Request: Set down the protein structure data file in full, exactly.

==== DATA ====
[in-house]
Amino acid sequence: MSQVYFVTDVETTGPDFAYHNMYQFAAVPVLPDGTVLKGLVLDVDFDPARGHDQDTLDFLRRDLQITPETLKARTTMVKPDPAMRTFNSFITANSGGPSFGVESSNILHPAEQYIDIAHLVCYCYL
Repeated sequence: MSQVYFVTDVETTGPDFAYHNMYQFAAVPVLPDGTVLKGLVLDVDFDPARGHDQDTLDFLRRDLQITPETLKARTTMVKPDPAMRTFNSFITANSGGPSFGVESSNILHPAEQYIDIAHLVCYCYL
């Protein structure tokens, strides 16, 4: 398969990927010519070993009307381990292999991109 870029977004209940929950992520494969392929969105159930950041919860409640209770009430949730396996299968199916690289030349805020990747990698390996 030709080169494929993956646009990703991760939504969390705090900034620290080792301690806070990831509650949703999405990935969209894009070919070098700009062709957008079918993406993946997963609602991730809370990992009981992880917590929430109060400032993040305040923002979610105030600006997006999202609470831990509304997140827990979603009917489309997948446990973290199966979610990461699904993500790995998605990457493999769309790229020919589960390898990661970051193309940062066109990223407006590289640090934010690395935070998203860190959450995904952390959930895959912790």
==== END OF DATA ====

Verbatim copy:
[in-house]
Amino acid sequence: MSQVYFVTDVETTGPDFAYHNMYQFAAVPVLPDGTVLKGLVLDVDFDPARGHDQDTLDFLRRDLQITPETLKARTTMVKPDPAMRTFNSFITANSGGPSFGVESSNILHPAEQYIDIAHLVCYCYL
Repeated sequence: MSQVYFVTDVETTGPDFAYHNMYQFAAVPVLPDGTVLKGLVLDVDFDPARGHDQDTLDFLRRDLQITPETLKARTTMVKPDPAMRTFNSFITANSGGPSFGVESSNILHPAEQYIDIAHLVCYCYL
């Protein structure tokens, strides 16, 4: 398969990927010519070993009307381990292999991109 870029977004209940929950992520494969392929969105159930950041919860409640209770009430949730396996299968199916690289030349805020990747990698390996 030709080169494929993956646009990703991760939504969390705090900034620290080792301690806070990831509650949703999405990935969209894009070919070098700009062709957008079918993406993946997963609602991730809370990992009981992880917590929430109060400032993040305040923002979610105030600006997006999202609470831990509304997140827990979603009917489309997948446990973290199966979610990461699904993500790995998605990457493999769309790229020919589960390898990661970051193309940062066109990223407006590289640090934010690395935070998203860190959450995904952390959930895959912790």